Sun Microsystems says it has agreed to buy the intellectual property and assets of Cluster File Systems, including the open source Lustre file system.
Sun is not revealing the price it will pay when it closes its deal with CFS, but for its money it will gain control of the Lustre file system that it hopes it can use to recover lost ground in the high performance computing market.
The move also helps Sun to continue to pitch itself as a supplier of open technology, as it said it will preserve Lustre’s open source status.
According to Sun, 20% of the world’s top 100 computer systems access NAS clusters powered by Lustre running on Linux and storing petabytes of data. The file system is used by the world’s most powerful computer – the IBM’s BlueGene/L installed at the US government’s Lawrence Livermore National Laboratory – and over half of the most powerful 30 machines on the planet.
In July CFS announced a plan to port Lustre to Sun’s ZFS file system, so creating a file system with greatly enhanced storage management. On the one hand Lustre maintains and recovers data integrity over the network, and on the other ZFS automatically verifies and maintains data integrity, CFS said then.
Sun would not give much information away yesterday, but did say that the integration will continue after the acquisition, and that Lustre will be ported to Sun’s Solaris OS. The technical team from CFS is tremendously excited at becoming a part of Sun’s storage business, according to the statement announcing the deal.
One of the customers for whom CFS and Sun have together built supercomputers is the Tokyo Institute of Technology, which is using a 1TB cluster of Sun’s Solaris-powered high-throughput Thumper NAS boxes linked by the Lustre cluster file system and feeding a cluster of Sun Fire X4600 servers.
Alongside IBM and its BlueGene mammoth machine, other server giants that have been using Lustre to create the storage for clustered supercomputers are Hewlett-Packard, and Sun itself.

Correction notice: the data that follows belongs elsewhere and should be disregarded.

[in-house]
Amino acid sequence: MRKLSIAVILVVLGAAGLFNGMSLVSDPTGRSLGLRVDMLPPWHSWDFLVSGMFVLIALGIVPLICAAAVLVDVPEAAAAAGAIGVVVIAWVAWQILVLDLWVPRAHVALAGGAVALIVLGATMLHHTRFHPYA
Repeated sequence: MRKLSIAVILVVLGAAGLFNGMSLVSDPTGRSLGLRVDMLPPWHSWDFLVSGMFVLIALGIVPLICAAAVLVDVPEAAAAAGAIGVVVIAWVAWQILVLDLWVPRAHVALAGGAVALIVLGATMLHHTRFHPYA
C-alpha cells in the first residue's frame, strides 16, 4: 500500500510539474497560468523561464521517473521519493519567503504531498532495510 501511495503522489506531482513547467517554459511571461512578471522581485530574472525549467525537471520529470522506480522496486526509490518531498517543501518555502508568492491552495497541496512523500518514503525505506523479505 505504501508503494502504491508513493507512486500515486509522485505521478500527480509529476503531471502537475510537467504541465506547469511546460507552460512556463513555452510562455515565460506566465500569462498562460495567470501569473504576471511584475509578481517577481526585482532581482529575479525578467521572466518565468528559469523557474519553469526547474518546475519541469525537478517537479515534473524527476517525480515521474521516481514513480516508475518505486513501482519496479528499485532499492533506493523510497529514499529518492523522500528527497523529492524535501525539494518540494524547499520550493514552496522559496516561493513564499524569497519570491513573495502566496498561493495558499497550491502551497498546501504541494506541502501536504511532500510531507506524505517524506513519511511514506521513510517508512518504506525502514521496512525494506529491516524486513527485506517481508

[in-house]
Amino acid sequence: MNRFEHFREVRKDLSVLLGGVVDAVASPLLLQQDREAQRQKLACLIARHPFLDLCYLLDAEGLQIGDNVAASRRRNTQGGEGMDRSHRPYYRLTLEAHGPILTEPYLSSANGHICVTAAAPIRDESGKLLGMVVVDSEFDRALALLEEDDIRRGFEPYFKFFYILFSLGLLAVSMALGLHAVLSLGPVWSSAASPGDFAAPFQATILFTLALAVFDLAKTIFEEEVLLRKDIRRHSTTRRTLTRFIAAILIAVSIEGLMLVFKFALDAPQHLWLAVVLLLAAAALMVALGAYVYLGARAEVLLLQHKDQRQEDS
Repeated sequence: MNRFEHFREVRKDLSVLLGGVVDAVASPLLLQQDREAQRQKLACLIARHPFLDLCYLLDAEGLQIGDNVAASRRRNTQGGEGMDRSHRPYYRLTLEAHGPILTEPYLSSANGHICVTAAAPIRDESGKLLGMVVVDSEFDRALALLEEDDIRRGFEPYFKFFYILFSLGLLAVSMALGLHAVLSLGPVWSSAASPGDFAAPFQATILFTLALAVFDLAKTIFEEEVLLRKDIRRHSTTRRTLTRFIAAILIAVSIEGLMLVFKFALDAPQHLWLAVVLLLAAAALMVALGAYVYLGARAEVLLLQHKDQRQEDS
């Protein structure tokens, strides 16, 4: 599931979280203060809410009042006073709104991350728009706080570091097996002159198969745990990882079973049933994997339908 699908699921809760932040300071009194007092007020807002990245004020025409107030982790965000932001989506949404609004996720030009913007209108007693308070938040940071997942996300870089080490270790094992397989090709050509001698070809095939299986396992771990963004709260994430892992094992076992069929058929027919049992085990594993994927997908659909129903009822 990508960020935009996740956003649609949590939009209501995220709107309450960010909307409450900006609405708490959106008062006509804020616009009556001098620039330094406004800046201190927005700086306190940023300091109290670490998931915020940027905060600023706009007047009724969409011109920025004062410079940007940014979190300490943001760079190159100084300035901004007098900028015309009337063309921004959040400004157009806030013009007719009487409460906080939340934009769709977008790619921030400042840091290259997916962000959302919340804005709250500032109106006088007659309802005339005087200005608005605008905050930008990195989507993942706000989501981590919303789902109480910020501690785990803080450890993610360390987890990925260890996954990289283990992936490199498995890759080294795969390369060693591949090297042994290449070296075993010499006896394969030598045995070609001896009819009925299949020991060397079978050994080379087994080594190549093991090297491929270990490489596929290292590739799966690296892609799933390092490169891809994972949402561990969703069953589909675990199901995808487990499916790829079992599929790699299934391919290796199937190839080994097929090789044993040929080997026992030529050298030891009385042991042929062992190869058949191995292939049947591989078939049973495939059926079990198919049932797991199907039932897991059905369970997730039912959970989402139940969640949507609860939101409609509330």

Clustered or parallel file systems allow multiple servers or NAS filers to share access to the same data, so that multiple filers can collectively deliver the data throughput needed to feed supercomputers.
Other suppliers of clustered file systems include a number of start-ups such as Isilon Systems, Ibrix, Panasas and Exanet, and NAS giant Network Appliance.
These companies are mostly aiming at a different market, where commercial users want to use clustered NAS not only for throughput, but also to consolidate storage and reduce management overheads.
For the enterprise or commercial market, performance is not so critical, but simplicity of implementation and the availability of data management tools such as snapshots are much more important.
While Lustre delivers high performance, it does not play into this enterprise market, and is far more of a science project file-system than an enterprise tool. This is why HP bought PolyServe, which was a developer of enterprise-friendly clustered NAS, but still also builds Lustre-powered clusters for HPC customers.
Ovum analyst Carl Greiner said that Sun will want to move Lustre out of that very high-end niche and tap into the bigger market for enterprise-friendly clustered NAS. Sun will simplify Lustre, there’s no question about that, he said.
The plan to merge Lustre with ZFS is ambitious, and it is not going to be completed overnight.
The last major company to attempt to merge a cluster file system with a conventional file system was NetApp, which brought together its Spinnaker and WAFL file systems to create OnTap GX. The project took longer than most expected — three years – and by NetApp’s own admission it is not actually quite completed.
But Lustre as it stands is only a niche product, playing into a narrow market, so Sun will definitely want to convert Lustre into an enterprise-friendly product, with which it can recover some of the HPC ground that it has lost to Linux over the last few years.
With Sun owning Lustre, NetApp selling GX, and HP having acquired PolyServe, the pressure on EMC is mounting to make some sort of matching move into clustered file systems. Currently EMC resells software from Ibrix, and an extension of that arrangement into outright ownership of the start-up is a possibility.